## One, Two, Skip a Few

In this lesson, children will use skip counting by fives and tens to count large quantities of math manipulatives.

### Lesson for:

Toddlers/Preschoolers

(See Step 5: Adapt lesson for toddlers or preschoolers.)

### Content Area:

Algebra

### Learning Goals:

This lesson will help toddlers and preschoolers **meet the following educational standards**:

- Understand numbers, ways of representing numbers, relationships among numbers and number systems
- Understand meanings of operations and how they relate to one another
- Understand patterns, relations and functions

### Learning Targets:

After this lesson, toddlers and preschoolers should be **more proficient** at:

- Counting with understanding and recognizing “how many” in sets of objects
- Understanding situations that entail multiplication and division, such as equal groupings of objects and sharing equally
- Sorting, classifying and ordering objects by size, number and other properties

## One, Two, Skip a Few

### Lesson plan for toddlers/preschoolers

#### Step 1: Gather materials.

**Manipulatives**(five different groups of anything that you have a lot of—blocks, snap cubes, pattern blocks, etc.)**Chart paper****Markers**

**Note**: Small parts pose a choking hazard and are not appropriate for children age five or under. Be sure to choose lesson materials that meet safety requirements.

#### Step 2: Introduce activity.

- Pour out the different manipulatives into five different piles around the room. Put the blocks in one area, the snap cubes in another area and so on. Make sure the children have enough room to count the piles into smaller groups.
**Explain**to the children that we have a lot of manipulatives and they are all dumped out of their containers and in piles all over the floor. Wonder out loud to yourself: “I wonder**how many**manipulatives we have? I wonder**how many**blocks we have? I wonder**how many**snap cubes we have?”**Ask**the children: “Who wants to**count**all of these for me?” Select some eager volunteers and have them begin**counting**. It should be a laborious process as they**count**one by one. Then**ask**:**count**all of these blocks? The snap cubes? And the other piles that we have around the room?” Write down the different ways the children come up with to count the blocks until they suggest**counting by fives or tens**.**Model**how the children can**group**the blocks into smaller piles of fives and/or tens.**Explain**that the children will be**dividing**up into smaller groups and each group will**count**a pile of manipulatives and report back with their findings. Each person within the group will be working on making a pile until all of the manipulatives are used. Different groups can be**counting**by different numbers. Depending on ability, you could have one group**counting**by fives, another group**counting**by tens, another group**counting**by twos, and so on.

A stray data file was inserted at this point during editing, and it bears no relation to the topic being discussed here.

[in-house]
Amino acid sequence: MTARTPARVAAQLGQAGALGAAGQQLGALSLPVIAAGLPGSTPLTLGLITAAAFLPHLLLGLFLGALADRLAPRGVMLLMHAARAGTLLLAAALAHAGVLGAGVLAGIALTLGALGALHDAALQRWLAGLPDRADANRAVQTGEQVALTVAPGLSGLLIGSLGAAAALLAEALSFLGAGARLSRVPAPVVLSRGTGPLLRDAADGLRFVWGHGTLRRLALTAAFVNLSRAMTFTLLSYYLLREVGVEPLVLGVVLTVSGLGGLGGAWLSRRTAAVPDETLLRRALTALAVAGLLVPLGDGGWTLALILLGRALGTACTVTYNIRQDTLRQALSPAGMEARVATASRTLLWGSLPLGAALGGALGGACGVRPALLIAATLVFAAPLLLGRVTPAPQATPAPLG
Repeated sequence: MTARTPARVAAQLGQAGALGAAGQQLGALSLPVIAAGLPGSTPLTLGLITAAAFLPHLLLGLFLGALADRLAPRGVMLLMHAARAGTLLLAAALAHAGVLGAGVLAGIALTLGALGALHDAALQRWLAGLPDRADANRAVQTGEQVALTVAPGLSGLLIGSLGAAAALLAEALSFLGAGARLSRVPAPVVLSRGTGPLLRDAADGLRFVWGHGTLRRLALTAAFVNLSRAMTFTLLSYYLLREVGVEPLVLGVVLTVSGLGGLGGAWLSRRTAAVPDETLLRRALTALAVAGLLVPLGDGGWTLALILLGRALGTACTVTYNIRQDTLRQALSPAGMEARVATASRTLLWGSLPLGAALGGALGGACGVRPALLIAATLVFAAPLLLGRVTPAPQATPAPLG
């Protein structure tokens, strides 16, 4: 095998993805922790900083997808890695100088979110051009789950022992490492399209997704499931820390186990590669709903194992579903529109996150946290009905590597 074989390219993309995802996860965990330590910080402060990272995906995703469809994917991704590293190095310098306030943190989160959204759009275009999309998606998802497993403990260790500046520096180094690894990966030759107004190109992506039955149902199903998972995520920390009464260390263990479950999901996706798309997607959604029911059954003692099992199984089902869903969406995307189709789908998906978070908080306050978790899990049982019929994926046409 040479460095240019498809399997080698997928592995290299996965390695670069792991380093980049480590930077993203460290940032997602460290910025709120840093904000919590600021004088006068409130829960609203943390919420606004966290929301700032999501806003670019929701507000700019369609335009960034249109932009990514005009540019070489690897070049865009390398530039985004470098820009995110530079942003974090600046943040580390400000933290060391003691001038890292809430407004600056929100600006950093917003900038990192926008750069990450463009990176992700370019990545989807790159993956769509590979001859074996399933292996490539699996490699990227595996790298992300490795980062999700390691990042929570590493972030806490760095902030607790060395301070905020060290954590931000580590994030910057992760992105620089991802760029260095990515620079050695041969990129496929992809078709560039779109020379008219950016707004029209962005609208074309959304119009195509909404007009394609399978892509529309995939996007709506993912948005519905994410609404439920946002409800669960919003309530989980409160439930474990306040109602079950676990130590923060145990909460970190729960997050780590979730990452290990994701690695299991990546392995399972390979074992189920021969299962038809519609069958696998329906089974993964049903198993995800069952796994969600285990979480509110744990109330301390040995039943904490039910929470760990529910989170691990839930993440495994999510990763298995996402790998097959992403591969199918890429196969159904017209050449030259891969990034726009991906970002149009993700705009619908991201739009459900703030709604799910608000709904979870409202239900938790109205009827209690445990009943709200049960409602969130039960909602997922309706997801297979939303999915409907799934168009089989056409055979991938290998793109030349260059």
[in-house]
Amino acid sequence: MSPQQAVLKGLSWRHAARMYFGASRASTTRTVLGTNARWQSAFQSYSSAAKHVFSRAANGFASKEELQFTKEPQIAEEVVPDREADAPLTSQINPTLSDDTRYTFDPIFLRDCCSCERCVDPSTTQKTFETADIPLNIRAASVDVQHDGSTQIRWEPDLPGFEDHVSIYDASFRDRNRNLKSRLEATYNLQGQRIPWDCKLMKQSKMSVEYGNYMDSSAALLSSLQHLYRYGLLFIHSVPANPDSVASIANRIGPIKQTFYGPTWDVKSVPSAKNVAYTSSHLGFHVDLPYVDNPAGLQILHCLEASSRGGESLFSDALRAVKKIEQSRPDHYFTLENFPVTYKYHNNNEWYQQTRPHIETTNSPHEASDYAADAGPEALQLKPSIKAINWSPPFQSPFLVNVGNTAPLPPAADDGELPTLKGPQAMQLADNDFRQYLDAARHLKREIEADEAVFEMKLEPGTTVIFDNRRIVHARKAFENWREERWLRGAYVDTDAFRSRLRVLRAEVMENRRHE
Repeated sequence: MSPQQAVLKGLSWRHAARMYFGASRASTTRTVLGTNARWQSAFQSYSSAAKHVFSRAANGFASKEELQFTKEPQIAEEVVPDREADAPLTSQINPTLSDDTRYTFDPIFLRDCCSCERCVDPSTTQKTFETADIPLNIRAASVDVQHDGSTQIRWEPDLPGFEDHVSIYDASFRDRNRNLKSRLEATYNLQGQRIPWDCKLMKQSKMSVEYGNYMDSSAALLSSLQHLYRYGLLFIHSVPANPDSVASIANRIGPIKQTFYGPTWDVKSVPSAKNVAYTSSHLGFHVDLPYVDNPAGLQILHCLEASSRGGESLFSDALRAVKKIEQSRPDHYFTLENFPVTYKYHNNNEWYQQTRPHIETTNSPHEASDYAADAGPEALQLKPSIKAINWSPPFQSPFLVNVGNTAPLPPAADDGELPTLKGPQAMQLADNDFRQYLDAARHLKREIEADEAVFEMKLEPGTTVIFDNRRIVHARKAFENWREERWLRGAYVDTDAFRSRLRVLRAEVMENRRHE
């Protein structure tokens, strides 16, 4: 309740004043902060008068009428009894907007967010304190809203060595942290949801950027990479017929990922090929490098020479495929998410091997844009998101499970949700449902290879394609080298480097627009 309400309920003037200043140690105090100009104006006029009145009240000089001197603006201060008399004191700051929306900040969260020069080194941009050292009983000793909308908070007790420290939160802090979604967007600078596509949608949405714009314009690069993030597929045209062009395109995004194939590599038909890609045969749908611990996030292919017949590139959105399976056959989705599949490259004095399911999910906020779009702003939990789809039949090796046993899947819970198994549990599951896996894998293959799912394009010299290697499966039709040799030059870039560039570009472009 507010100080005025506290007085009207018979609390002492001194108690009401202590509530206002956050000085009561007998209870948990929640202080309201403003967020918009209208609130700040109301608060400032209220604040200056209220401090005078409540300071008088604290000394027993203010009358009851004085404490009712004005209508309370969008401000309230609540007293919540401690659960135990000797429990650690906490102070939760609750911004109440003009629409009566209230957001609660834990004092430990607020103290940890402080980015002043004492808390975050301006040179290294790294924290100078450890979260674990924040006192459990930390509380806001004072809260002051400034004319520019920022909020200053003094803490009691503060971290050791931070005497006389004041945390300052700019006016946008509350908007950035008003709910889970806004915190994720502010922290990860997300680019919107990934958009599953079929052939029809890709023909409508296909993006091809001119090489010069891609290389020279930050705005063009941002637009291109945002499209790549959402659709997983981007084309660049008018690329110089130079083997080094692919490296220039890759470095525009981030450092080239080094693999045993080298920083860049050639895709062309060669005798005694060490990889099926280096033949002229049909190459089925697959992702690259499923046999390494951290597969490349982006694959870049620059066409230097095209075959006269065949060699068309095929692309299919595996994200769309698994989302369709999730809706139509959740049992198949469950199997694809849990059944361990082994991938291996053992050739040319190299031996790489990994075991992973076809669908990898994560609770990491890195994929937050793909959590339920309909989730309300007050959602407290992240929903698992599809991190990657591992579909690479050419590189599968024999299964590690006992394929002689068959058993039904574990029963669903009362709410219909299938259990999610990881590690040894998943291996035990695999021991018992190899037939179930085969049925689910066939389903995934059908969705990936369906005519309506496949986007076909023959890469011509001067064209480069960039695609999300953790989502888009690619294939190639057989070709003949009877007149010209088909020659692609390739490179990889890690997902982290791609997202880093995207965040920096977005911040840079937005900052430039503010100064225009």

#### Step 3: Engage children in lesson activities.

**Divide**the children up into groups and assign each group to a station with a pile of manipulatives. Allow all of the children to begin working at the same time.- Walk around the room and monitor the groups. Once they have all of their manipulatives
**grouped**into**equal**piles,**model**and remind the children about**skip counting**. You might want to provide some scrap paper to each group so that they can keep track of their sorted groups and write down their final totals. - Many of the piles will not have the exact number of objects to be
**grouped**into**even**piles and will have some left over.**Explain**to the children what to do with these “leftover” manipulatives at the end when they are**counting**up their final**total**. - Bring the children back to the rug area. Have the children call out their